In 1996, noted actor and filmmaker Amol Palekar boldly put forward the topic of natural bisexuality through his film ‘Daayraa’ (1996) starring Nirmal Pandey and Sonali Kulkarni. But the film provoked outrage. After ‘Daayraa’, Kalpana Lajmi directed ‘Darmiyaan: in Between’ (1997) that presented the issue of a eunuch son. It is believed Kalpana wanted to cast Shahrukh Khan in the film but he denied. Probably he did not want to put a break in his jet-setting career. Afterwards, actor Arif Zakaria played the role. In later years, films like ‘Tamanna’, ‘Shabnam Mausi’, ‘Welcome to Sajjanpur’ and ‘Jogwa’ in Marathi were some of the few movies which put the third gender in a better light.
The film ‘Aligarh’ (2015), directed by Hansal Mehta, tells a real story of professor Shrinivas Ramchandra Siras, who faced violence and was thrown out of the Aligarh Muslim University for being gay. In the film, Manoj Bajpayee played the role of the professor. ‘Aligarh’ was not a homosexual film like ‘Ka Bodyscape’, but it deals with the homophobic culture of Indian society. It throws light on the loneliness and mysterious death of Siras, but the censor board was suitably unkind. The board awarded the film as well as its teasers A certificate and restricted its shows.
The cynical and much derided former chairman of the board Pahlaj Nihalani said, “It is not a family film. It deals with a subject for which the country is not yet ready.” ‘Aligarh’ was not the only such film that was a victim of conservativeness.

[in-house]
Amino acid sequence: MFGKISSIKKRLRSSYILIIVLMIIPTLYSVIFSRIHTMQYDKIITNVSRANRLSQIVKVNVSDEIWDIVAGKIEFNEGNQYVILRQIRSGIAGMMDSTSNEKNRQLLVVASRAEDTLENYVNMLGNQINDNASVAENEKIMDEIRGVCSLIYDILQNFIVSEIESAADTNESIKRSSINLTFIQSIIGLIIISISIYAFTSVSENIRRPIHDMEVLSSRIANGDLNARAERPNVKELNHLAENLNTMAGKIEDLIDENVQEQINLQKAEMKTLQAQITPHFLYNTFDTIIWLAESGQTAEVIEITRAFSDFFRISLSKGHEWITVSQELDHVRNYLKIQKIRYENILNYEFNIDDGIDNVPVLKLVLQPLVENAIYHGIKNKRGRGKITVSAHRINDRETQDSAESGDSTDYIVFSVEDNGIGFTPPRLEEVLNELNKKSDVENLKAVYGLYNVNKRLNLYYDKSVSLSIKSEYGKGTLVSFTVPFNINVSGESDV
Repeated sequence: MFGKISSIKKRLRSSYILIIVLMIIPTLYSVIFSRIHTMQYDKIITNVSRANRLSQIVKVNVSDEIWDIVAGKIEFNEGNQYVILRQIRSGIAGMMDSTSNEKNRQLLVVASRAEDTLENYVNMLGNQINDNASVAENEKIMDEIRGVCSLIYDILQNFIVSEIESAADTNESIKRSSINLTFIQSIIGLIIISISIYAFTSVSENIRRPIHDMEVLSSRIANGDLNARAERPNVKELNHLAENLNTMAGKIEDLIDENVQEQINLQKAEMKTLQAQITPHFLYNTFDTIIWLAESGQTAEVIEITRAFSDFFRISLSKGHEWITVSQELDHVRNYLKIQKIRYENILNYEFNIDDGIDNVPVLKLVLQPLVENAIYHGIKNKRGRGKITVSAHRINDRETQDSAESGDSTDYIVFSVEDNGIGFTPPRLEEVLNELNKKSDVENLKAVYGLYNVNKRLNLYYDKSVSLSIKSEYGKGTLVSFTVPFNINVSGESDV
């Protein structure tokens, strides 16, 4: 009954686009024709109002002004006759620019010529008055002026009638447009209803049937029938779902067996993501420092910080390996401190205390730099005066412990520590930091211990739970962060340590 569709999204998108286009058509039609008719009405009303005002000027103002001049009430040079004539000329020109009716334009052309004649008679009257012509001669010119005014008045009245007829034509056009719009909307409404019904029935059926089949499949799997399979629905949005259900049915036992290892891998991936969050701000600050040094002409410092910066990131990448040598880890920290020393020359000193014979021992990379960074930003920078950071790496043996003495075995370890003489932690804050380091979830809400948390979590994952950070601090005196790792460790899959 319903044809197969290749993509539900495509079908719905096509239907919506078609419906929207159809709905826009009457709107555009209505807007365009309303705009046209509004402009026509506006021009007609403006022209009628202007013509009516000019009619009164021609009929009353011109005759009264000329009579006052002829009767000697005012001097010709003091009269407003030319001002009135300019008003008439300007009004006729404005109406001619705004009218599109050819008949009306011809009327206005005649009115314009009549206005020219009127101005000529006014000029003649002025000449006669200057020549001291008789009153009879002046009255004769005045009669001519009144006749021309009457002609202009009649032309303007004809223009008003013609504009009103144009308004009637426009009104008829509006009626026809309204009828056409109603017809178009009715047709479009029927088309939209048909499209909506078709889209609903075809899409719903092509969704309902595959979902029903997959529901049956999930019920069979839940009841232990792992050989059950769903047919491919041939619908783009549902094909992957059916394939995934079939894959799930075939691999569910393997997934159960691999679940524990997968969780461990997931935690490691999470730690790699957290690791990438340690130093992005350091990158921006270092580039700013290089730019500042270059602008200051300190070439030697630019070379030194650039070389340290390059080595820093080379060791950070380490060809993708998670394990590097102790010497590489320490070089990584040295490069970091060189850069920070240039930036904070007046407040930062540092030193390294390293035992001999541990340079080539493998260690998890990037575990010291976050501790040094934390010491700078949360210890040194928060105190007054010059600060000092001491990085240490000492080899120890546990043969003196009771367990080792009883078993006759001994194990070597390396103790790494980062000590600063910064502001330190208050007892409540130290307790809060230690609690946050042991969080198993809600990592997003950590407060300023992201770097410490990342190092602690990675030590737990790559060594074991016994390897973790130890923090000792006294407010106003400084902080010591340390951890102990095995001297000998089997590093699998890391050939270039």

‘Sisak’ (2017), directed by Faraz Arif Ansari, became the first silent queer short film of India that narrates the story of two people who used to commute in Mumbai local trains and fall in love with each other, but they do not talk. Nowadays gay films and web series like ‘Drawing the Line’ and ‘Sacred Games’ are somehow coming up with a different perspective on the LGBT community and yet one aspect of LGBT lesbianism is still in the closet. To a greater extent, lesbianism is that facet of LGBT most neglected in Indian films. Although we see a few examples in Marathi, Bengali and Malayalam films but in Bollywood filmmakers shy away from dealing with it.
‘3 Kanya’ (2012) is a Bengali psychological thriller film directed by Agnidev Chatterjee. The film tells a story of the lives of three women. The characters are played by Rituparna Sengupta, Ananya Chatterjee and Unnati Davara. It shows a lesbian flirtation between two of its three female protagonists. On the other hand, Bollywood is known for exaggerating the theme. Except for Deepa Mehta’s ‘Fire’ (1996), filmmakers put a female same-sex love story in a cheesy way.
Interestingly, the censor board certified it A without any cut, but the right wing fascists expressed their anger on roads. For the moral police, lesbian relations have been considered as a sin. Before its release ‘Fire’ triggered controversy. The film faced the ire of the moral police led by the saffron brigade. They protested against the theme of the film, which they felt was alien to Indian culture. Though the film was not exhibited in many theatres, yet it is still a favourite in international film festivals. Ironically, two years ago, ‘Fire’ was included as one of the top 10 feminist films lists of British Film Institute. On Indians’ homophobic attitude actor and director Nandita Das, who acted in ‘Fire’, said, “People hadn’t seen such a film — sadly, in these 20 years, hardly any films have been made on same-sex relationships. For India, it is definitely a landmark film.”
In the last 20 years nothing much has changed. However, queer film festivals like the Kashish Mumbai International are somehow promoting their issues since 2010, but the moral policing, protests, bans and censoring still exist. For the acceptance of the ‘rainbow’ in our diversified society, we need to open up through our cinema too.